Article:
Replicating Microfinance in the United States
"With the publication of this volume, knowledge and understanding of the practices of delivering micro-credit reach a new level of consolidation, and the stage is set for important further steps."—from the Foreword by Richard P. Taub, University of Chicago
Microfinance was pioneered in the developing world as the lending of small amounts of money to entrepreneurs who lacked the kinds of credentials and collateral demanded by banks. Similar practices spread from the developing to the developed world, reversing the usual direction of innovation, and today several hundred microfinance institutions are operating in the United States.
Replicating Microfinace in the United States reviews experiences in both developing and industrialized countries and extends the applications of microlending beyond enterprise to consumer finance, housing finance, and community development finance, concentrating especially on previously underserved households and their communities.
Contributors include Nitin Bhatt, Robert M. Buckley, Bruce Ferguson, Elinor Haider, Chi-kan Richard Hung, Sally R. Merrill, Jonathan Morduch, Gary Painter, Sohini Sarkar, Mark Schreiner, Lisa Servon, Ayse Can Talen, Shui-Yan Tang, Kenneth Temkin, Andres Vinelli, J. D. Von Pischke and Marc A. Weiss.
Replicating Microfinance in the United States is based on papers commissioned by the Fannie Mae Foundation and findings from an October 2001 conference jointly held by the Fannie Mae Foundation and Woodrow Wilson International Center for Scholars in Washington, D.C.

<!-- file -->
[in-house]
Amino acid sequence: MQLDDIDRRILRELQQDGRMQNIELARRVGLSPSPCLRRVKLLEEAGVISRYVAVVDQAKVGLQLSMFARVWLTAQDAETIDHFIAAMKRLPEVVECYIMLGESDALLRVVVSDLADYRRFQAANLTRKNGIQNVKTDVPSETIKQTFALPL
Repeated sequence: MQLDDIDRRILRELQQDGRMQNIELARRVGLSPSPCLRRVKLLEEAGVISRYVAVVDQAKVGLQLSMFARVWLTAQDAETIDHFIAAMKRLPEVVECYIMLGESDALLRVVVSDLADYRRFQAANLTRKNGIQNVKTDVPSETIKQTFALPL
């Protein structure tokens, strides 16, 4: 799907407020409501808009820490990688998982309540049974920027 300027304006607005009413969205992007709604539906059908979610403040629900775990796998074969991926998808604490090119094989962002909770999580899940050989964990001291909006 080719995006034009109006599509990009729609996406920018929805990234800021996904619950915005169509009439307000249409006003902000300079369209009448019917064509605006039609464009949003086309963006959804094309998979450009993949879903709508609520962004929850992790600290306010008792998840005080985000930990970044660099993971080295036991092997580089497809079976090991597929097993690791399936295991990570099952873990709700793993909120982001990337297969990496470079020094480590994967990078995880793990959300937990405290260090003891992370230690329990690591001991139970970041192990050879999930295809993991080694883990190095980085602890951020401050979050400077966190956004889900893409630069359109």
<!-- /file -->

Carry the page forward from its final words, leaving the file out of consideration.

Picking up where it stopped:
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These programs extend loans to low-income individuals to start and maintain small businesses called microenterprises. ... Some micro- loans are group based—individual borrowers have to form groups in order The author thanks three ...
Loans are usually granted to individuals. One borrower's credit risk does not usually affect another borrower's credit risk and access to loans, unless there are massive defaults in the same credit market. The methodology of group-based ...
When individual group members were not available, information about peer groups was obtained from group chairpersons, or, if they were not available, from the program staff. 3. According to the Grameen Foundation World Wide Web site 226 ...
When individual client characteristics are discussed, such as prior loan history, any selection bias favors active participants in these U.S. programs—because only active program clients were available for the surveys.
... N (all borrowers or 650,000 25,000 1,177 223 clients)e Percentage femalee 75 29 51 82 Percentage with no 58 65 72 56 prior loanf Family incomeg $517 $1,138 $1,756 $655 Average individual $107 n.a. $217 $78 incomeh GNP per capita, ...